This Thursday, November 17th,
is National Take a Hike Day. My husband and I like to hike, although for many years regular exercise was not a part of my life. Typically, we’d go on vacation and then my usually inert body would be shocked by the sudden increase in forward movement. In fact, my hiking problems have become quite legendary in our family. It all started on our honeymoon. We set out to hike in the beautiful Muir Woods in northern California. Although I tried to impress my new husband with my physical prowess, in truth I was dragging behind the whole way. When I returned home, I found a doctor’s report waiting for me that said I was borderline anemic. Aha, so there was a reason I was so slow….
The next summer found us in Washington State. We were wowed by the number of gorgeous waterfalls greeting us at every turn. Some of them were just far enough off the road to beckon us to get out of our car and follow a trail. My husband, the great planner, had an idea for us to hike a particularly scenic trail near Mt. Rainer. It was beautiful, but after climbing up the rocky slopes, I found the trail back down difficult to manage. I was surprised to find that my legs were shaking so badly that I thought it was dangerous for me to continue. Begging for a break, I found a boulder to sit on. My husband, worried about the approaching darkness, tried to urge me on, but I was being particularly stubborn. Finally a noise in the nearby bushes that sounded somewhat like a bear (real or imagined) got my attention and I proceeded down the steep trail, my legs continuing to shake. No message from my doctor was waiting at home this time. The diagnosis was pretty obvious – I needed more regular exercise.
These are just a couple examples of my fizzle factor. Somehow, I don’t think the thirty intervening years have made things any better.
I have a dream of hiking the Appalachian Trail in stages. Yes, I’m a just a little out of touch with reality, considering I barely made the three miles of it that we trudged when we found a stretch near the road we were traveling one year. Since then, I’ve even become less adventuresome – standing on the Pacific Crest Trail in Oregon just long enough to have a picture taken to prove I was there.
As I get older, I realize that moderation is the key to most things in life. It is better to set my goals on walking a couple miles in my neighborhood three times a week than dreaming about tackling a 2000 mile trail while I look at pictures at my computer desk. Sure, as long as I am physically able, I hope to find longer hiking opportunities on our family vacations. We love the national parks and my goal is to see as many of them as possible in my lifetime. However, I need to have my rubber meet the road now (in this case, the sole of my shoe). Plans for the future are fun, but today is the only day we can count on having.
If I’ve inspired you to think about taking a hike, here are some points to consider that could really affect how enjoyable it is:
- Dress for the weather – It is best to wear layers of clothing. I usually start off kind of chilly, but as I continue to walk, the layers come off. Tie the jacket around your waist, or better yet, carry a small backpack for your gear.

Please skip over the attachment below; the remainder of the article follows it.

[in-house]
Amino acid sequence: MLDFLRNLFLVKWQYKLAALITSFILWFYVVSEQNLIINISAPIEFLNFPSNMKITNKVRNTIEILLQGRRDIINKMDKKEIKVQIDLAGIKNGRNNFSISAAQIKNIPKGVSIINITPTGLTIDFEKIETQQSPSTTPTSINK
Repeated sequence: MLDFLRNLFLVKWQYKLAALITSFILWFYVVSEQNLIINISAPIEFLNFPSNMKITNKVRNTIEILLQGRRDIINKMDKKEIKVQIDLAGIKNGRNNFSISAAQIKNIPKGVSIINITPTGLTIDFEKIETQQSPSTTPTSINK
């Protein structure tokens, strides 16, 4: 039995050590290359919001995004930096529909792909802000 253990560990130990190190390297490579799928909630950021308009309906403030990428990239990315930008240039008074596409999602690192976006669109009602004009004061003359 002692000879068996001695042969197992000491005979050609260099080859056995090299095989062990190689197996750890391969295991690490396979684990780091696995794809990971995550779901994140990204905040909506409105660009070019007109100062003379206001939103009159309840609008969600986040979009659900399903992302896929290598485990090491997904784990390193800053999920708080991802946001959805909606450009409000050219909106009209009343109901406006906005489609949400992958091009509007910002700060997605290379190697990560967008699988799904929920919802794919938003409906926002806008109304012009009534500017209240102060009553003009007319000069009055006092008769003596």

- Wear appropriate footwear – There’s nothing like a forming blister to divert your attention from the beauty around you and cut your walk short. I have walked plenty of times in shoes that squished with every step on a wet trail. There’s also the time in Zion NP when we had to duct tape my husband’s sandals because a strap broke before hiking in the river. You can imagine how well that worked!
- Use sun protection – Depending on where your hike takes you, this can be very important. Don’t bring a sunburn back as a momento of your trip! A hat and sunglasses also can be helpful.
- Bring water/snacks – I’ve heard that the biggest risk we face during a long hike is dehydration. Bring water and drink it. I recall reading that a large number of people who have hiked the Grand Canyon have come out with severe dehydration and some have even died because of it. Sadly, some of these people had water, they just were preserving it for when “things got worse”.
- Apply insect repellent – Speaking of food, don’t become food for the local insects. It is miserable to hike in an area with hungry bugs. Mosquitos can be annoying at best and both mosquitoes and ticks can cause debilitating illness with their bites. Consider bringing the repellent along in your pack, so that it can be reapplied. This became a hike saver on a remote trail we walked in Isle Royale NP.
- Utilize animal protection – Your problems could come from much bigger sources than insects. Consider carrying bear bells or bear spray in areas where bears are known to be. We once ran into a couple in the Tetons who cautioned us that they had recently emerged from a trail to find a female bear with her cubs in front of them. You may not hear them, but make sure they can hear you! Know the difference between how to act if you encounter a bear or a mountain lion.
- Carry a GPS/compass – Every year people get lost while hiking. Carry your mobile phone, but know that in some remote areas a phone won’t work. You may think you have good directional sense, but crossing trails and confusing landmarks can make finding your way difficult without a GPS or compass.
- Leave your plans – Always leave your hiking intentions with someone not on the trip. If you get badly hurt or lost, your life may depend on it!
Join me today in taking a hike. By the way, a hike is defined as a long distance walk, but distance is a relative concept. Maybe my commitments today will only allow me to walk for 15 minutes, but I’m still gaining benefits from purposeful movement. We might even surprise ourselves and see things along the way that bring fresh smiles to the rest of our day.
The next time someone says, “Take a hike!”, do it…and ask them to join you!